You'll do this for each and every significant free agent that moves throughout the NFL offseason, especially including quarterbacks, running backs, wide receivers and tight ends. Don't discount the importance of moving offensive linemen, who might improve the overall offensive situation for every player he is going to, or might hurt the production of the team he's leaving. Once you see a list of free agent moves, you'll understand why the 2010 fantasy football season is a different beast than the 2009 fantasy football season.

Follow the NFL Draft

Make the same evaluations with the key additions in the 2010 NFL Draft. You'll probably want to restrict your evaluations to the skill position players on offense, with special attention payed to running backs. Remember that NFL rookie quarterbacks have a learning curve, and that even successful rookie QBs of the past, like Ben Roethlisberger, Marc Sanchez, Matt Ryan and Joe Flacco tended towards more conservative offensive strategies, and were therefore not fantasy football juggernauts. Even wide receivers, who have had a few notable successes in recent years (Desean Jackson, Eddie Royal, Calvin Johnson, Percy Harvin) have their ups and downs, and often don't "break out" until their 3rd year in the league - or longer.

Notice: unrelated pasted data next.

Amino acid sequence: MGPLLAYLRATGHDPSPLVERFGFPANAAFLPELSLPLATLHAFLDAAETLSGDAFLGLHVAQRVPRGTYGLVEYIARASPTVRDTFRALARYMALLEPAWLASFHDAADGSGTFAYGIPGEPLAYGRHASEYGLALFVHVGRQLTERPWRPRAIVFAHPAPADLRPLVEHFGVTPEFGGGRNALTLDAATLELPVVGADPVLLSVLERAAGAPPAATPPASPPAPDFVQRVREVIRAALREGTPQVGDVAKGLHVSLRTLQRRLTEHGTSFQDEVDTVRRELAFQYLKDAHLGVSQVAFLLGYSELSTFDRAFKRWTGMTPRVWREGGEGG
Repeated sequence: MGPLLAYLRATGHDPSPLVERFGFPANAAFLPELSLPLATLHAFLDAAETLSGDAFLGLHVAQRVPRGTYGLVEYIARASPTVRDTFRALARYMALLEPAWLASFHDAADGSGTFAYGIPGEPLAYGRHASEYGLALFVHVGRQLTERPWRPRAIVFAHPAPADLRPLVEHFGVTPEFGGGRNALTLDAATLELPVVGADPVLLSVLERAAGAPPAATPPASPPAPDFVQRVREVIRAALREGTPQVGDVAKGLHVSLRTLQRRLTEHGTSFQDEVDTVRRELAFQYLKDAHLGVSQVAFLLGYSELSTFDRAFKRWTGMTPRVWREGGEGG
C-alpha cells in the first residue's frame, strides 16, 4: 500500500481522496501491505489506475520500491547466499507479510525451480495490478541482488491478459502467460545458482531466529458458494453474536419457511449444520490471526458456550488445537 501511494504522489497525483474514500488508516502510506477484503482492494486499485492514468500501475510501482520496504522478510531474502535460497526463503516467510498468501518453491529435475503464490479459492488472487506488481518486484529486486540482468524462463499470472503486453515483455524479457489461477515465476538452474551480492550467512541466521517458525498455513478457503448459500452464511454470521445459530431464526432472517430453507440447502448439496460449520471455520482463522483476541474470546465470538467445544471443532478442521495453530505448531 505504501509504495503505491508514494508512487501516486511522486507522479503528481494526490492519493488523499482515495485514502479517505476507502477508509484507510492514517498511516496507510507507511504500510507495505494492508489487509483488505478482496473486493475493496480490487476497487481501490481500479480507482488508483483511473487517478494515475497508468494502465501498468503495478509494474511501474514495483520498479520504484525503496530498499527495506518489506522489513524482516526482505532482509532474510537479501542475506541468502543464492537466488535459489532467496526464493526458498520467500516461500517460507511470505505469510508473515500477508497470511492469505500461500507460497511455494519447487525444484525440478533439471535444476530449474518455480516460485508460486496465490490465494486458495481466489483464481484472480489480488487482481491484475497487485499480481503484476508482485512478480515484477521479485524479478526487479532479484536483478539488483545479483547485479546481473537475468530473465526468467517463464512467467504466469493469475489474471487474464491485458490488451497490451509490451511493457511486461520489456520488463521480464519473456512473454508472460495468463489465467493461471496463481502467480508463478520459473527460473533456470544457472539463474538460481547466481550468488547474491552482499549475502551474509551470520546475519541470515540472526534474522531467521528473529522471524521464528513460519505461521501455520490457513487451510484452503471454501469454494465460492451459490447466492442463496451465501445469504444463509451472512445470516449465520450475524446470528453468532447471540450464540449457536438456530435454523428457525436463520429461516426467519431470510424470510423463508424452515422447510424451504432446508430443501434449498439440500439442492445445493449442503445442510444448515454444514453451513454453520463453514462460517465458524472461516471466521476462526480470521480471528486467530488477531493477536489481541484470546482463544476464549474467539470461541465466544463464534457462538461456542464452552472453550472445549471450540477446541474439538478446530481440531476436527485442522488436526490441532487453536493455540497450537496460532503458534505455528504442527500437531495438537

Often, NFL draft additions make the overall offensive situation of a team better. Percy Harvin may not have helped you win your fantasy league last year, unless you started him in just the perfect weeks. But he did help make the Vikings Offense more explosive, more dangerous, and harder to defend. This probably helped Brett Favre be a more productive quarterback. The same could be said of Jermichael Finley and his contribution to Aaron Rodgers' stats. Keep in mind that most NFL rookies take a while to mature, learn the offense and improve physically, so don't make your fantasy football evaluations based solely on the NFL draft. Usually, free agent moves (veterans) are going to do the most to change NFL teams, at least in redraft leagues.

Read Training Camp News

One of the most important parts of pre-draft preparations in fantasy football is reading the news from training camps. The fantasy football magazines and publications tend to come out in June every year, roughly six weeks after the NFL Draft. Because of this early release schedule, the fantasy mags aren't going to contain the latest fantasy transactions and roster moves.

Training camp not only involves a few key position battles, it sometimes requires the preseason to reveal moves that were decided upon by NFL front offices in the offseason. For instance, if you read a fantasy football publication last year, you probably would have learned that the Baltimore Ravens were going to give Ray Rice more playing time in 2009, and that Willis McGahee would lose playing time from his 2008 numbers. But by the time preseason games were being played, it was apparent that Ray Rice was the new starter and that McGahee was nothing more than the backup. It wasn't that McGahee had had a terrible offseason; it's just that Ray Rice was having a brilliant offseason.